ABC:Galatians 6

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Verse 4

Jim Meritt of Infidels.org thinks the Bible has a contradiction here, asking "Who bears guilt?"[1]

Galatians 6:2 Bear ye one another's burdens, and so fulfil the law of Christ.

Galatians 6:5 For every man shall bear his own burden.

Ultimately, there are actually two different Greek words translated burden here by the KJV. The original Greek words we have translated into English, side by side with the English translation (called Interlinear) are as follows:

Galatians 6:2 Bear ye <bastazo> one another's <allelon> burdens, <baros> and <kai> so <houto> fulfil <anapleroo> the law <nomos> of Christ. <Christos>

Galatians 6:5 For <gar> every man <hekastos> shall bear <bastazo> his own <idios> burden. <phortion>

Whereas the Greek word baros is translated "burdens" in 6:2, it is the Greek word phortion that is translated "burden" in 6:5. Both are rarely used words in the New Testament, making it difficult to determine what exactly they mean.

  • Baros is found in just 6 verses (Mt. 20:12; Ac. 15:28; 2 Co. 4:17; Ga. 6:2; 1 Th. 2:6; and Re. 2:4) and appears to carry a similar idea to the English word burden, a weight or load.[2] Strong's Greek Lexicon defines it as "922. baros bar'-os probably from the same as 939 (through the notion of going down; compare 899); weight; in the New Testament only, figuratively, a load, abundance, authority:--burden(-some), weight."[3]
  • Phortion is found in just 4 verses (Mt. 11:30; Mt. 23:4; Lu. 11:46; and Galatians 6:5) and appears to be a more technical term referring to a bill or invoice for freight, possibly carrying the concept of guilt.[4] Strong's Greek Lexicon defines it as "5413. phortion for-tee'-on diminutive of 5414; an invoice (as part of freight), i.e. (figuratively) a task or service:--burden."[5]


Furthermore, there is the matter of context not quoted by Meritt.

Galatians 6:1 Brethren, if a man be overtaken in a fault, ye which are spiritual, restore such an one in the spirit of meekness; considering thyself, lest thou also be tempted.
2 Bear ye one another's burdens, and so fulfil the law of Christ.
3 For if a man think himself to be something, when he is nothing, he deceiveth himself.
4 But let every man prove his own work, and then shall he have rejoicing in himself alone, and not in another.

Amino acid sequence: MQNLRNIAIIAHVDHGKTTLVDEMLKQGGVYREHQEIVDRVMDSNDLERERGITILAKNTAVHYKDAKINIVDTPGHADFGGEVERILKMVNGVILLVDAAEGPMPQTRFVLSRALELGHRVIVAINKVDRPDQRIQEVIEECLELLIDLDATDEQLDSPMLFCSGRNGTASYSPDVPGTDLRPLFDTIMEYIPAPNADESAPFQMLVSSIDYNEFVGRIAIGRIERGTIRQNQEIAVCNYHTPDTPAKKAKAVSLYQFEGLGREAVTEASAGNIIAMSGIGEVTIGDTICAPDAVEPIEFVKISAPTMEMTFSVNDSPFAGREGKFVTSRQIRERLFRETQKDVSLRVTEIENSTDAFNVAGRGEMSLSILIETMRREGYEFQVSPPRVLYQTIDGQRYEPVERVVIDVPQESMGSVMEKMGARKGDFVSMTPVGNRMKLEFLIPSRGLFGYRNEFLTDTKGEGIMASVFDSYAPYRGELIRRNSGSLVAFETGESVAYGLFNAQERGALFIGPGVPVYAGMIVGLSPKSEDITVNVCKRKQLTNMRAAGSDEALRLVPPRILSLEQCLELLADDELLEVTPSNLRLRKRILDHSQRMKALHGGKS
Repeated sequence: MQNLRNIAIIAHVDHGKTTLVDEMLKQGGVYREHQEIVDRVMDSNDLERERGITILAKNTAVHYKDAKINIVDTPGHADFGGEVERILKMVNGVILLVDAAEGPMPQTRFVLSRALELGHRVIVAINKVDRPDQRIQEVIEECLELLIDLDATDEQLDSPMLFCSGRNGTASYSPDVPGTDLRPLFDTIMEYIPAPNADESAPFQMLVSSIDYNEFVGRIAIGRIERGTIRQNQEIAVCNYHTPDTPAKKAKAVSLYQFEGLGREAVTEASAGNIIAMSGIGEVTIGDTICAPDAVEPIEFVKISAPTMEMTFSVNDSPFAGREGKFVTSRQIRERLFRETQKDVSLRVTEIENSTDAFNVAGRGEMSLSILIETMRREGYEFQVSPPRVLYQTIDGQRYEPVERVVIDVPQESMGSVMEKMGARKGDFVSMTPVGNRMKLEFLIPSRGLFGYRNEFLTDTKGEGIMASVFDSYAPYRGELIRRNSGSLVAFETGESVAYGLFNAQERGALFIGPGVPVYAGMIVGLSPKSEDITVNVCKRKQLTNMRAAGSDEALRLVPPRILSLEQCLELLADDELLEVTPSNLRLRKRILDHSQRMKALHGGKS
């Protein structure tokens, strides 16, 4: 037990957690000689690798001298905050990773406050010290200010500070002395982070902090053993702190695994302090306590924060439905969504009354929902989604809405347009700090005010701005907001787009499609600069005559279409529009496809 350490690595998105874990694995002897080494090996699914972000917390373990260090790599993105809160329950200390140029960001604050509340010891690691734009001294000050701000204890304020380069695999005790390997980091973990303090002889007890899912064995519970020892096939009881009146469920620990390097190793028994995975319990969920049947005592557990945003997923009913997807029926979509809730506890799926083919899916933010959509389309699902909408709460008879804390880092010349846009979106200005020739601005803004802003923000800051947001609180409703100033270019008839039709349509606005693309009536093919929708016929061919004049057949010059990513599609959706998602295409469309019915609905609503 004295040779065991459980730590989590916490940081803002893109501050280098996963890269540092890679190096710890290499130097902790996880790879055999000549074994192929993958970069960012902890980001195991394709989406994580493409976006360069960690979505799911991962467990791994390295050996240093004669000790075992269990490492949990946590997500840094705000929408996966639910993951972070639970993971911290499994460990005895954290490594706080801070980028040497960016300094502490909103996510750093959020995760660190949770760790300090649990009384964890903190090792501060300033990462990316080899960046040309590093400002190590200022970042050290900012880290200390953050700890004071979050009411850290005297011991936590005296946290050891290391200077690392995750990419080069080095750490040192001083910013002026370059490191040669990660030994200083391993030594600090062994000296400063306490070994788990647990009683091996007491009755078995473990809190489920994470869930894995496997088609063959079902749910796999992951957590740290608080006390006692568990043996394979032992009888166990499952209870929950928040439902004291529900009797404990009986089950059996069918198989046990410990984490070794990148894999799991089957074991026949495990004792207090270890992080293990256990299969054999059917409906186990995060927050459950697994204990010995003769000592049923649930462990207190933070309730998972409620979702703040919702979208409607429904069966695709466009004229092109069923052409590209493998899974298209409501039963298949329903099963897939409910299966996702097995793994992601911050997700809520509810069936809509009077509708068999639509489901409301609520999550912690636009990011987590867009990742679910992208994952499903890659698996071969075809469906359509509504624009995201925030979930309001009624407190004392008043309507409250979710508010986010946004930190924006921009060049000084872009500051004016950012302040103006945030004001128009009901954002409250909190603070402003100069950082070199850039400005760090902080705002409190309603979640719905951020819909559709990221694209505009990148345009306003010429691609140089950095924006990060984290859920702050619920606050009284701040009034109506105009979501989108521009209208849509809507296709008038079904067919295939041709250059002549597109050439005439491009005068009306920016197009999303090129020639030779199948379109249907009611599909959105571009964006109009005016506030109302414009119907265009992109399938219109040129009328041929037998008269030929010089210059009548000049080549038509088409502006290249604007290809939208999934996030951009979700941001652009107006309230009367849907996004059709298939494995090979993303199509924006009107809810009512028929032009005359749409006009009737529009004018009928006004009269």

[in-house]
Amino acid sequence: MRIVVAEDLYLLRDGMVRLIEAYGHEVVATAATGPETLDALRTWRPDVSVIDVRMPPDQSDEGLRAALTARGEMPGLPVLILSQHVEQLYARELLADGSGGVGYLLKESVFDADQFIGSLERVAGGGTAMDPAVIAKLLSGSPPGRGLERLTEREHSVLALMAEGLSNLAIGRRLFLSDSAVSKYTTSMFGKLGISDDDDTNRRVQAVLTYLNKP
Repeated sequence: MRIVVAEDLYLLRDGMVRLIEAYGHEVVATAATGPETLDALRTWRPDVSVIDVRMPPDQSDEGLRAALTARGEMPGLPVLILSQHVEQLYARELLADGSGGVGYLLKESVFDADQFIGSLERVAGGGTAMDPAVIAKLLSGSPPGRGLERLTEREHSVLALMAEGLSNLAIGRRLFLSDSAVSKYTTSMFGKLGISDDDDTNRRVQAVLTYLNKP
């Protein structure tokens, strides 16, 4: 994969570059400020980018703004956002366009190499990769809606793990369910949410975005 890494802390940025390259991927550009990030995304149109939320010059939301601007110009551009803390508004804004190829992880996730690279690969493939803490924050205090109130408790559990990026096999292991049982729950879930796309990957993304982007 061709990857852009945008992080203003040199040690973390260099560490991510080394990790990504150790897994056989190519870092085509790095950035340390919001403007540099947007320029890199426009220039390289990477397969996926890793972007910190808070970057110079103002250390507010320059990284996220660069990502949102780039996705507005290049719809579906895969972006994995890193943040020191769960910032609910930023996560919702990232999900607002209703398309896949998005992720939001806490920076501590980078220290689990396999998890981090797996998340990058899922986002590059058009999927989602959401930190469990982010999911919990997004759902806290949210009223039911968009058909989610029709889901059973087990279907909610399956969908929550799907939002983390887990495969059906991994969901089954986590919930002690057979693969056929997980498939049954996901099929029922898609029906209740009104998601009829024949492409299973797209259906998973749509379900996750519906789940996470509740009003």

5 For every man shall bear his own burden.
6 Let him that is taught in the word communicate unto him that teacheth in all good things.
7 Be not deceived; God is not mocked: for whatsoever a man soweth, that shall he also reap.
8 For he that soweth to his flesh shall of the flesh reap corruption; but he that soweth to the Spirit shall of the Spirit reap life everlasting.
9 And let us not be weary in well doing: for in due season we shall reap, if we faint not.
10 As we have therefore opportunity, let us do good unto all men, especially unto them who are of the household of faith.
  • Galatians 6:1-3 appears to refer to those burdened with weights of sorrow caused by faults, and says we should help restore them in meekness, taking care for ourselves lest we likewise get tempted since pride in ourselves results in self-deception.
  • Galatians 6:4-10 warns that we are each accountable for our actions, advising us to do good and teach that which is good for God is not mocked, what we sow we will also reap. If we sow to the flesh we will reap corruption instead of life everlasting.

Therefore, it is apparent the first type of burden (Gr. baros) in 6:2 refers to burdens of sorrow for faults which Christians are to help others bear, while the second type of burden seen in 6:5 (Gr. phortion) refers to personal accountability for one's actions that we will each bear at the judgment seat of Christ.

Sources

  1. Meritt, Jim (1992). A list of Biblical contradictions. Retrieved from http://www.infidels.org/library/modern/jim_meritt/bible-contradictions.html.
  2. Thayer and Smith. "Greek Lexicon entry for Baros". "The KJV New Testament Greek Lexicon". Retrieved from http://www.biblestudytools.com/lexicons/greek/kjv/baros.html.
  3. Strong's Greek Lexicon. 5413: phortion. Retrieved from http://www.eliyah.com/cgi-bin/strongs.cgi?file=greeklexicon&isindex=5413.
  4. Thayer and Smith. "Greek Lexicon entry for Phortion". "The KJV New Testament Greek Lexicon". Retrieved from http://www.biblestudytools.com/lexicons/greek/kjv/phortion.html.
  5. Strong's Greek Lexicon. 5413: phortion. Retrieved from http://www.eliyah.com/cgi-bin/strongs.cgi?file=greeklexicon&isindex=5413.